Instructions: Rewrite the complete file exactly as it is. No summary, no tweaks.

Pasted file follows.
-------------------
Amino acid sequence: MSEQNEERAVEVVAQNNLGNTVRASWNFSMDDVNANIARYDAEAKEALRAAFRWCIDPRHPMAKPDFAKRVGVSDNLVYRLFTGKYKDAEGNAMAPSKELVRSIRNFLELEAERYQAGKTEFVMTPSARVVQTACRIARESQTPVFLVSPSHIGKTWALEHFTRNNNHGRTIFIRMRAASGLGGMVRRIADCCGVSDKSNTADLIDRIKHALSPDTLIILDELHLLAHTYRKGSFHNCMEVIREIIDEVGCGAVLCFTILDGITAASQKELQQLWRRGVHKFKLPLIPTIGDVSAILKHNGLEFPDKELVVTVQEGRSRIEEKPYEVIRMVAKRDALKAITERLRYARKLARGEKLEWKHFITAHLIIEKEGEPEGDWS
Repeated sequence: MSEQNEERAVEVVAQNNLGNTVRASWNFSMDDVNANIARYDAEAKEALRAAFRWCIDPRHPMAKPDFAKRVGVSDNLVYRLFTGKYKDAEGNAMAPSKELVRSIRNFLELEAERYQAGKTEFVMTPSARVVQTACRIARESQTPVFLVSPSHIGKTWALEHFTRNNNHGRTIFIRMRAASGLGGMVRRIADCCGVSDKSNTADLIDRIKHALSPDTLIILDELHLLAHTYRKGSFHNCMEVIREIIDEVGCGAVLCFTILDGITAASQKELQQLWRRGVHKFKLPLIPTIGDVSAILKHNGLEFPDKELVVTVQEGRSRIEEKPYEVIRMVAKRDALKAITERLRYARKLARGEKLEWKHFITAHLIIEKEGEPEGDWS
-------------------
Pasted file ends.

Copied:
Amino acid sequence: MSEQNEERAVEVVAQNNLGNTVRASWNFSMDDVNANIARYDAEAKEALRAAFRWCIDPRHPMAKPDFAKRVGVSDNLVYRLFTGKYKDAEGNAMAPSKELVRSIRNFLELEAERYQAGKTEFVMTPSARVVQTACRIARESQTPVFLVSPSHIGKTWALEHFTRNNNHGRTIFIRMRAASGLGGMVRRIADCCGVSDKSNTADLIDRIKHALSPDTLIILDELHLLAHTYRKGSFHNCMEVIREIIDEVGCGAVLCFTILDGITAASQKELQQLWRRGVHKFKLPLIPTIGDVSAILKHNGLEFPDKELVVTVQEGRSRIEEKPYEVIRMVAKRDALKAITERLRYARKLARGEKLEWKHFITAHLIIEKEGEPEGDWS
Repeated sequence: MSEQNEERAVEVVAQNNLGNTVRASWNFSMDDVNANIARYDAEAKEALRAAFRWCIDPRHPMAKPDFAKRVGVSDNLVYRLFTGKYKDAEGNAMAPSKELVRSIRNFLELEAERYQAGKTEFVMTPSARVVQTACRIARESQTPVFLVSPSHIGKTWALEHFTRNNNHGRTIFIRMRAASGLGGMVRRIADCCGVSDKSNTADLIDRIKHALSPDTLIILDELHLLAHTYRKGSFHNCMEVIREIIDEVGCGAVLCFTILDGITAASQKELQQLWRRGVHKFKLPLIPTIGDVSAILKHNGLEFPDKELVVTVQEGRSRIEEKPYEVIRMVAKRDALKAITERLRYARKLARGEKLEWKHFITAHLIIEKEGEPEGDWS